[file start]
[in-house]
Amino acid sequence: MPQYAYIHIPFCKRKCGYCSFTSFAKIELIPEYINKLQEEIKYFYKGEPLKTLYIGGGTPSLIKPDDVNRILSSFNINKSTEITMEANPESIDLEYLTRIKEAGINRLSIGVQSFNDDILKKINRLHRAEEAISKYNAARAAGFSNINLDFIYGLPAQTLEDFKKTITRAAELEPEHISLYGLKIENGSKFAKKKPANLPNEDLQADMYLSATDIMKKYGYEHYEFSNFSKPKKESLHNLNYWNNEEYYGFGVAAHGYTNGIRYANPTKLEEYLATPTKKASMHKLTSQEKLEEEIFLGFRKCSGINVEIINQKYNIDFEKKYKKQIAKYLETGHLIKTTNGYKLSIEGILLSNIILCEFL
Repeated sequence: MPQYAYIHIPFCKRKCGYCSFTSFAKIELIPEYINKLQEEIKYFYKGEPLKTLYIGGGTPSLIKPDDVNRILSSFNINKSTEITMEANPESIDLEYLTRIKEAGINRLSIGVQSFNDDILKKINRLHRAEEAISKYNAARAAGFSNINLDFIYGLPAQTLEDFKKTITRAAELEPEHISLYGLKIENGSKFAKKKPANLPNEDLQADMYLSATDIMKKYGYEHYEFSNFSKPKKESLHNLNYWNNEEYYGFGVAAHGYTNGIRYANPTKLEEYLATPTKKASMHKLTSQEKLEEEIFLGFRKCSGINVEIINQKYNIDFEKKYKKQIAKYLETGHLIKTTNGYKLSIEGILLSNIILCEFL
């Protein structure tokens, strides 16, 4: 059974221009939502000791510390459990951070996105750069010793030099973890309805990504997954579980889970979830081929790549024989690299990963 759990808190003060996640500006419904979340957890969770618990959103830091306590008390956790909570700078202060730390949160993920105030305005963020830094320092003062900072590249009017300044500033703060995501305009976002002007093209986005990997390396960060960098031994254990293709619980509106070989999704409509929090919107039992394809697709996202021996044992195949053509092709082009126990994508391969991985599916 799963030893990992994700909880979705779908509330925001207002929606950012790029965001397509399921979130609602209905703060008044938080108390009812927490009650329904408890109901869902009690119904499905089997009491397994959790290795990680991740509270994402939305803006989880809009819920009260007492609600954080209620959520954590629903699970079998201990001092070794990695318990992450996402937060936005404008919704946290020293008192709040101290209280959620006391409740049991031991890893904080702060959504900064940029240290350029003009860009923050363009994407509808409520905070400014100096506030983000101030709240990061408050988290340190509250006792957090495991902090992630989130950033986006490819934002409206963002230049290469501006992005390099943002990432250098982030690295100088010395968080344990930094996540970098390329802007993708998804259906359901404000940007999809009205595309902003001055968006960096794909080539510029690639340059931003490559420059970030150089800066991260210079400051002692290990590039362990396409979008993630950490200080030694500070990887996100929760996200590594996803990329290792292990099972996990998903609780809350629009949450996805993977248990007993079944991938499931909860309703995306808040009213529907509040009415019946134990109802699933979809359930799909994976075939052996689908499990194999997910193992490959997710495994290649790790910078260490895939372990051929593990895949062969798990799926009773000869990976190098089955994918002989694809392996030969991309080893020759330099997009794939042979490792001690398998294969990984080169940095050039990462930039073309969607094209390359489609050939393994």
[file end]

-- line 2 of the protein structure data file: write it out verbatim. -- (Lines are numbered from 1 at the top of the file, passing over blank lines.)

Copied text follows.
Amino acid sequence: MPQYAYIHIPFCKRKCGYCSFTSFAKIELIPEYINKLQEEIKYFYKGEPLKTLYIGGGTPSLIKPDDVNRILSSFNINKSTEITMEANPESIDLEYLTRIKEAGINRLSIGVQSFNDDILKKINRLHRAEEAISKYNAARAAGFSNINLDFIYGLPAQTLEDFKKTITRAAELEPEHISLYGLKIENGSKFAKKKPANLPNEDLQADMYLSATDIMKKYGYEHYEFSNFSKPKKESLHNLNYWNNEEYYGFGVAAHGYTNGIRYANPTKLEEYLATPTKKASMHKLTSQEKLEEEIFLGFRKCSGINVEIINQKYNIDFEKKYKKQIAKYLETGHLIKTTNGYKLSIEGILLSNIILCEFL